So is the denial that race exists a harmless, if comical, sophistry, the sort of thing that confirms Orwell’s observation that some ideas are so ridiculous that only intellectuals can believe in them?  Unfortunately not.  As mentioned above, denial of the reality of race is a variety of social constructionism.  And the key danger of social constructionism is that if reality is a social construct, this implies that one can change reality by changing the way people construct it. Since, according to social constructionism, society constructs reality by the way people think and talk about reality, this means one can change reality by forcing people to think and talk differently.  And this implies that brainwashing and speech codes are a desirable tool for enforcing favored social outcomes. After all, people are being coerced by society to construct reality in a certain way already, so we’re not imposing any more coercion than was there already!  It is no accident that the Left is so keen on these things; they subscribe to a systematic ideology that holds that these things can reshape reality to their liking.  If race is an illusion, it follows that it is legitimate to brainwash schoolchildren into believing this, and to punish them when they believe otherwise.  It follows that we can require adults to speak in certain ways. It follows that anyone who disagrees is not just exercising their right to a political opinion, they are wrong about a scientifically demonstrable fact and should be silenced. So denying the reality of race is very sinister indeed.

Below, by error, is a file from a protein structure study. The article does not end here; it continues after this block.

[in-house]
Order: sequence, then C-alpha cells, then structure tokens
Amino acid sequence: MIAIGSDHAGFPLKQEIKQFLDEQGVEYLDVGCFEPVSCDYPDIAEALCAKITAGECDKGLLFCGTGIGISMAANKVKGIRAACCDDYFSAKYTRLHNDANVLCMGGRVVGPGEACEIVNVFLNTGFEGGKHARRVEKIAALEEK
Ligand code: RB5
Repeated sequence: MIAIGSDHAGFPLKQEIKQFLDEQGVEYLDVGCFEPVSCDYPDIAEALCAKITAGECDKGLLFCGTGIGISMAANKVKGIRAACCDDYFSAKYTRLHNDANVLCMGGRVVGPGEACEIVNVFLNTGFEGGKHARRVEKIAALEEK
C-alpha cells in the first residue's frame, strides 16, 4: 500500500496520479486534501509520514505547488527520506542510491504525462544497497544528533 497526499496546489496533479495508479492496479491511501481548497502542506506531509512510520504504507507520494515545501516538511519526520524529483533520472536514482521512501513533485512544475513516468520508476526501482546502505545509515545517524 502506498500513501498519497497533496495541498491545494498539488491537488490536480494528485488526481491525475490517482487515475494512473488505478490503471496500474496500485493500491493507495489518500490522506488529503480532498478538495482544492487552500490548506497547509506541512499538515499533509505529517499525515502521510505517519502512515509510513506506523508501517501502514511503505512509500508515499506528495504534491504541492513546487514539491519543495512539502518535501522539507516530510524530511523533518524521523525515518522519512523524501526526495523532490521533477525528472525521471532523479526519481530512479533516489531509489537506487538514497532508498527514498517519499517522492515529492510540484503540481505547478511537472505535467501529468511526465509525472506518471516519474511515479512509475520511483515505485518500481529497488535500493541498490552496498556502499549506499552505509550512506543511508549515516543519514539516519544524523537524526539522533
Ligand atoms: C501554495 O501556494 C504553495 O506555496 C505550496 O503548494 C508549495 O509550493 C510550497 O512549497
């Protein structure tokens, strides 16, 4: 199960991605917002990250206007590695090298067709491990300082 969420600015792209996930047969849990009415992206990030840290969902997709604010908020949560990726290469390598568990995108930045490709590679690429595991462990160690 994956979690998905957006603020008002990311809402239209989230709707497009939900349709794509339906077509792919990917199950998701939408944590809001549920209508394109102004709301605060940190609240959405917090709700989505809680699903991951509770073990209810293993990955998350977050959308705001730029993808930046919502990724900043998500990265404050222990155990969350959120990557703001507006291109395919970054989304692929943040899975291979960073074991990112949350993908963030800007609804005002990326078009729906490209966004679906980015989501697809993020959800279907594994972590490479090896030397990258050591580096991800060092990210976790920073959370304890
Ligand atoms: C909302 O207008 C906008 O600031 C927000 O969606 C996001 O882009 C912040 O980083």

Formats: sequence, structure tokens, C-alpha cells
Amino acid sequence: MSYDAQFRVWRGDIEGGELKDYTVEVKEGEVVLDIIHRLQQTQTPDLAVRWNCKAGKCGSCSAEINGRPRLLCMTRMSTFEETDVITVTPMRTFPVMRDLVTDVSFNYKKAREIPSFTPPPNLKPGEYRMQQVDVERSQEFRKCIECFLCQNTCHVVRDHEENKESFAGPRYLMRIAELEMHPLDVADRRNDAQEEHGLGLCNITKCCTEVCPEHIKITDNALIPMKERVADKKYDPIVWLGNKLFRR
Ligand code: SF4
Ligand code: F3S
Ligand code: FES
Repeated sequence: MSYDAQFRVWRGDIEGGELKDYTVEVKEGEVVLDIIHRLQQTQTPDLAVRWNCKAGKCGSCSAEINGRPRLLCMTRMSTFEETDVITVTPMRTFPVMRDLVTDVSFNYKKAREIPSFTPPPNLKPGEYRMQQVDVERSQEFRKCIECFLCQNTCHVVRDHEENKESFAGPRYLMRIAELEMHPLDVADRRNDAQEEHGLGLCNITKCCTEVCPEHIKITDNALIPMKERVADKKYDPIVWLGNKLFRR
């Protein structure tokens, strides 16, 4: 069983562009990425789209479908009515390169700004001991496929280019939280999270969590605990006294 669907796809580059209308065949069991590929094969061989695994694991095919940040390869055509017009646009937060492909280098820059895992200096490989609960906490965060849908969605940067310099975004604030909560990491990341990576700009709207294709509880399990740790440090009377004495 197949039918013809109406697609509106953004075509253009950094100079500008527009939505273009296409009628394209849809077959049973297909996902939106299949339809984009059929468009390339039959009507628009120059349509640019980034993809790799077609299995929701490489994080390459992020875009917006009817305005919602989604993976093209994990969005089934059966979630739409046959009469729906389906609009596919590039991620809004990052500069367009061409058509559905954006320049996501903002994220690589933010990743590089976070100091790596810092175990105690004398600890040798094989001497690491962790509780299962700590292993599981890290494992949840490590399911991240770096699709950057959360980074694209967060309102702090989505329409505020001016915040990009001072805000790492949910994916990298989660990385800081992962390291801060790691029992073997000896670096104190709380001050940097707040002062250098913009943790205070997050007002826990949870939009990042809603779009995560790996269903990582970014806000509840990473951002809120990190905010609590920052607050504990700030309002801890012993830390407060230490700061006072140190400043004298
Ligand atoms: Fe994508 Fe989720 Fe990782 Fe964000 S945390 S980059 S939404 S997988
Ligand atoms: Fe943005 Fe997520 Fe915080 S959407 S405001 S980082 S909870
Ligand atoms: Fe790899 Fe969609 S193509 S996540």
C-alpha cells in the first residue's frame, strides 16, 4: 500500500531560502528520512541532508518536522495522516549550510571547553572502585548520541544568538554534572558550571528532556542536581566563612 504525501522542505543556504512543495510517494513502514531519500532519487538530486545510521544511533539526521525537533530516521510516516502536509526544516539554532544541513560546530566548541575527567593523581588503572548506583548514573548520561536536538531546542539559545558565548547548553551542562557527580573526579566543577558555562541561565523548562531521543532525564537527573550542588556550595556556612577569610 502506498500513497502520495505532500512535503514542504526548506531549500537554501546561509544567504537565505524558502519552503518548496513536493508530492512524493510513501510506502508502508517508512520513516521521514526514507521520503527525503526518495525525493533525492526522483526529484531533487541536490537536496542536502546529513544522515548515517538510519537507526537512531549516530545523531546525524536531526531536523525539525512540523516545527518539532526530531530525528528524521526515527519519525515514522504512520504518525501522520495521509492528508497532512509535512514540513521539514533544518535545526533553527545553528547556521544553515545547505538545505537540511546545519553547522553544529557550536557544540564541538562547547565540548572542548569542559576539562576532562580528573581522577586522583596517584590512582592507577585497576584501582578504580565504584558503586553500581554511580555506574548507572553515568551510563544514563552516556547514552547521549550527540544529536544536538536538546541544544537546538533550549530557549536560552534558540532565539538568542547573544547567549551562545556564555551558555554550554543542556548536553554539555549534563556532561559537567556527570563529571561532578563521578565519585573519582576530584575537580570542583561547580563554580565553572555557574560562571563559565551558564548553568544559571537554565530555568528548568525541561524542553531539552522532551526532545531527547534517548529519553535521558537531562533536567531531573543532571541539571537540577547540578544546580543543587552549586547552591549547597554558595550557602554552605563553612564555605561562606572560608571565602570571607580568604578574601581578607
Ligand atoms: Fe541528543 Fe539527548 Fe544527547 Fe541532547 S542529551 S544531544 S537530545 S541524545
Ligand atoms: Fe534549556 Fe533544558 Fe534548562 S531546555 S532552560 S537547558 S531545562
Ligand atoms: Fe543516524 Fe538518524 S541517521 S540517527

Note: Readers write to me all the time asking how to win the argument when someone says X. If someone tells you race doesn’t exist, ask them if Martin Luther King spent his whole life hallucinating. And you can have all sorts of fun with people who deny the existence of race but still believe in affirmative action.

Note #2:  Following is my interesting e-mail conversation with Dr. Graves:

Dear Dr. Graves:

I have just written a refutation of your article in American Outlook that claims that race is an illusion, which will shortly appear in FrontPageMag.com .  As a courtesy and in interest of a reply, I am sending you a copy, attached.